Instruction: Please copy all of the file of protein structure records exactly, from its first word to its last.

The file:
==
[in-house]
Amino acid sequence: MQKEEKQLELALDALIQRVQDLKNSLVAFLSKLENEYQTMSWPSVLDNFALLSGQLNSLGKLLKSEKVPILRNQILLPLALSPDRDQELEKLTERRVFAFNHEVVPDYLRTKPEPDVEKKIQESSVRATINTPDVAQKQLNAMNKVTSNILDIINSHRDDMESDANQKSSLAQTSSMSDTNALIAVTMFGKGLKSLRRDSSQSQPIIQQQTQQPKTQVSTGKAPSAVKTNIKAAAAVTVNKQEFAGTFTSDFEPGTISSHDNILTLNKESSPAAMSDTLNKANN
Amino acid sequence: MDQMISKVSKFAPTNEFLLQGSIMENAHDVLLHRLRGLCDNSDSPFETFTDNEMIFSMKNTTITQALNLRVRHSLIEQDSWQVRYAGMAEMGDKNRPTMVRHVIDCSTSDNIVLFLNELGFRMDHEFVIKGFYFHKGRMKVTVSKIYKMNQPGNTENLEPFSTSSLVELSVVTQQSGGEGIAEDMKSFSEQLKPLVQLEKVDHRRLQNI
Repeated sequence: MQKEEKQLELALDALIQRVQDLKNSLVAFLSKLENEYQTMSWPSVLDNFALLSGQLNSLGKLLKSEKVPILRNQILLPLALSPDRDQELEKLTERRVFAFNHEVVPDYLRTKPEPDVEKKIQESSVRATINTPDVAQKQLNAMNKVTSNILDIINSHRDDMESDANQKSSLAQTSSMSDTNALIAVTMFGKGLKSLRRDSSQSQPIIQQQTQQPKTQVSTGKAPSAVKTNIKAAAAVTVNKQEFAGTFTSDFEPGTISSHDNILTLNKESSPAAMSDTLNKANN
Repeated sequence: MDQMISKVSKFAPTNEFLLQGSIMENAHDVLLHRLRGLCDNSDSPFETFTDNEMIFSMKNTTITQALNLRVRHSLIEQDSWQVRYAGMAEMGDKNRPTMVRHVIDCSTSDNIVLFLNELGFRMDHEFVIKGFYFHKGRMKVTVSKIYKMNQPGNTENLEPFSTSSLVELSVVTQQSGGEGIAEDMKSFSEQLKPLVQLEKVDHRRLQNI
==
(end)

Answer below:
[in-house]
Amino acid sequence: MQKEEKQLELALDALIQRVQDLKNSLVAFLSKLENEYQTMSWPSVLDNFALLSGQLNSLGKLLKSEKVPILRNQILLPLALSPDRDQELEKLTERRVFAFNHEVVPDYLRTKPEPDVEKKIQESSVRATINTPDVAQKQLNAMNKVTSNILDIINSHRDDMESDANQKSSLAQTSSMSDTNALIAVTMFGKGLKSLRRDSSQSQPIIQQQTQQPKTQVSTGKAPSAVKTNIKAAAAVTVNKQEFAGTFTSDFEPGTISSHDNILTLNKESSPAAMSDTLNKANN
Amino acid sequence: MDQMISKVSKFAPTNEFLLQGSIMENAHDVLLHRLRGLCDNSDSPFETFTDNEMIFSMKNTTITQALNLRVRHSLIEQDSWQVRYAGMAEMGDKNRPTMVRHVIDCSTSDNIVLFLNELGFRMDHEFVIKGFYFHKGRMKVTVSKIYKMNQPGNTENLEPFSTSSLVELSVVTQQSGGEGIAEDMKSFSEQLKPLVQLEKVDHRRLQNI
Repeated sequence: MQKEEKQLELALDALIQRVQDLKNSLVAFLSKLENEYQTMSWPSVLDNFALLSGQLNSLGKLLKSEKVPILRNQILLPLALSPDRDQELEKLTERRVFAFNHEVVPDYLRTKPEPDVEKKIQESSVRATINTPDVAQKQLNAMNKVTSNILDIINSHRDDMESDANQKSSLAQTSSMSDTNALIAVTMFGKGLKSLRRDSSQSQPIIQQQTQQPKTQVSTGKAPSAVKTNIKAAAAVTVNKQEFAGTFTSDFEPGTISSHDNILTLNKESSPAAMSDTLNKANN
Repeated sequence: MDQMISKVSKFAPTNEFLLQGSIMENAHDVLLHRLRGLCDNSDSPFETFTDNEMIFSMKNTTITQALNLRVRHSLIEQDSWQVRYAGMAEMGDKNRPTMVRHVIDCSTSDNIVLFLNELGFRMDHEFVIKGFYFHKGRMKVTVSKIYKMNQPGNTENLEPFSTSSLVELSVVTQQSGGEGIAEDMKSFSEQLKPLVQLEKVDHRRLQNI